By: Amanda Leal
In the morning, I succumb to the idea that everything must remain
as it was when my son left for his dad's house,
the empty wooden frames stacked on the kitchen table, waiting
for their fresh coat of paint, the laundry basket
with shirt sleeves hanging like dog ears, even the sheets
where I lay with my boyfriend last night, that I know must be washed,
the spot like crusted paint where he pulled out after sex.
The house hangs like a held breath, suspended
between life with and without my child here.
My boyfriend's snoring undulates like the motor of a parked car,
the kitchen bulbs hang like little mouths open, waiting
for me to give them light, and I realize,
this is how my life was swallowed.
When someone asks if my child was planned,
I want to pull the answer like a slender pink organ from my throat,
as though the truth retains a circulatory system inside me,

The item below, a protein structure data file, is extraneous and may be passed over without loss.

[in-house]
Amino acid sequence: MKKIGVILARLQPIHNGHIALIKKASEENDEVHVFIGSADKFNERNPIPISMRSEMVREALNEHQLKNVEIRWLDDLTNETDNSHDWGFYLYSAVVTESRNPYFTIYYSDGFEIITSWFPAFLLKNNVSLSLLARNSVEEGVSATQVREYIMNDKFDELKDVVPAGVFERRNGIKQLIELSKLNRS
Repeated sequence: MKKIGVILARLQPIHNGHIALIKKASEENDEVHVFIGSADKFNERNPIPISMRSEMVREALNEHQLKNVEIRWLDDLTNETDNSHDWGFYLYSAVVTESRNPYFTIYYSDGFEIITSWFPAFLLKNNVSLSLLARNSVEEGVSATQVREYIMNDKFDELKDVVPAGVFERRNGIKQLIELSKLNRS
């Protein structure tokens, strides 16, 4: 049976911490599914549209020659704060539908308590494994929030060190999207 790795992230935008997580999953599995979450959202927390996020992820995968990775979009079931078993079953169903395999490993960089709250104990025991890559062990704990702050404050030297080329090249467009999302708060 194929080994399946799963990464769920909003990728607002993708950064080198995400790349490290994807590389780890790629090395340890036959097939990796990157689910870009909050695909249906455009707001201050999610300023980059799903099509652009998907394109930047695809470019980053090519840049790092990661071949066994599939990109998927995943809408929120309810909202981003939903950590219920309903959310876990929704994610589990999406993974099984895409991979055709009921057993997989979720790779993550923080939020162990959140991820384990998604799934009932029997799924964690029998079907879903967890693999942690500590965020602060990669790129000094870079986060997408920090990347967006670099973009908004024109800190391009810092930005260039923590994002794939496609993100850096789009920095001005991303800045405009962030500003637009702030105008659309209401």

like I could explain the way I propped my legs on the wall
as his dad took a shower, until my feet turned into cold porcelain,
the way I made a decision even as I refused to,
when I told him that I did not know how it happened,
and almost believed myself. I could tell them
about my first pregnancy, the abortion pills handed to me in a brown paper bag
like a lunch sack, how I swallowed the universe
with the thought that I could dig it back out with my fingers
if I had to. Now, three years later, I turn on the switch,
and light floods my kitchen, like the light that only saw inside my body
when a speculum opened me from the outside.
I force myself to gather the laundry, the tiny shirts
that can fit across my forearm, his sandals that lay flush
in my palm. They wait for him even as I decide to keep moving,
they long for his return, they lay ready for our next steps forward.
Amanda Leal is a 27 year old poet from Lake Worth FL. Her work has been featured or is upcoming in literary magazines such as Levee Magazine, Sky Island Journal, Homology Lit, and others.